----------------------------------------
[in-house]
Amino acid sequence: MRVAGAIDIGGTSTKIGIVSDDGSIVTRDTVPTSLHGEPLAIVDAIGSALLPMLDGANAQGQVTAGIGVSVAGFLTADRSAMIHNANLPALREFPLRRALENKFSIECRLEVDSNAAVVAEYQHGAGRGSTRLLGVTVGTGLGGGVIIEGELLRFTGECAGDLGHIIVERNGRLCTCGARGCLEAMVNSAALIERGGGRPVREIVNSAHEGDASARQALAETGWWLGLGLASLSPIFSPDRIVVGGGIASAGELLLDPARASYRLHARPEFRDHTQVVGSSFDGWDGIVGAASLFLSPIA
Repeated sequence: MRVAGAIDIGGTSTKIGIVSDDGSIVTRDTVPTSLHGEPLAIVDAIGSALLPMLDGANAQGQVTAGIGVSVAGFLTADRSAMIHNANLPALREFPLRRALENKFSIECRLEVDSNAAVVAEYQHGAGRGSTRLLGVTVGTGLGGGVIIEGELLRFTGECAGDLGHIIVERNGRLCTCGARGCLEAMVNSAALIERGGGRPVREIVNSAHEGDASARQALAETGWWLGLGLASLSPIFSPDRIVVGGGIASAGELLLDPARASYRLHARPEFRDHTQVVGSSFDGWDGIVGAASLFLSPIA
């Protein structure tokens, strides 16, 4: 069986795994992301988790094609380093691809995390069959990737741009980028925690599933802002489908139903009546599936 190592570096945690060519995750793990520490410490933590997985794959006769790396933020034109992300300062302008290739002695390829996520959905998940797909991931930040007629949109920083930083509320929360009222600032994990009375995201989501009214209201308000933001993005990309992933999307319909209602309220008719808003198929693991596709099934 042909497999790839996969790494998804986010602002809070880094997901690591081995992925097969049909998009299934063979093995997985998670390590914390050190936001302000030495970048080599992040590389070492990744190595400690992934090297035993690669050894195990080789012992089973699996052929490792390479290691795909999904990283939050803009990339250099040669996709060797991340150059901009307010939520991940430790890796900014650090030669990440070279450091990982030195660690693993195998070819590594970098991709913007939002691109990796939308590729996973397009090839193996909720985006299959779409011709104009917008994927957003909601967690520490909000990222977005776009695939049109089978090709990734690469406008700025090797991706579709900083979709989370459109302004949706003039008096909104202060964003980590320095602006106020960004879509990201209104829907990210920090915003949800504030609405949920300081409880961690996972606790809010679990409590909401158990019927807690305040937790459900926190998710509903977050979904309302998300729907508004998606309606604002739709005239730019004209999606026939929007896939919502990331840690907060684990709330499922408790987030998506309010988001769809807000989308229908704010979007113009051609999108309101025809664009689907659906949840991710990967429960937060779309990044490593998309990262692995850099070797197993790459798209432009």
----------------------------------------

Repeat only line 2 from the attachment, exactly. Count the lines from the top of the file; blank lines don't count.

Amino acid sequence: MRVAGAIDIGGTSTKIGIVSDDGSIVTRDTVPTSLHGEPLAIVDAIGSALLPMLDGANAQGQVTAGIGVSVAGFLTADRSAMIHNANLPALREFPLRRALENKFSIECRLEVDSNAAVVAEYQHGAGRGSTRLLGVTVGTGLGGGVIIEGELLRFTGECAGDLGHIIVERNGRLCTCGARGCLEAMVNSAALIERGGGRPVREIVNSAHEGDASARQALAETGWWLGLGLASLSPIFSPDRIVVGGGIASAGELLLDPARASYRLHARPEFRDHTQVVGSSFDGWDGIVGAASLFLSPIA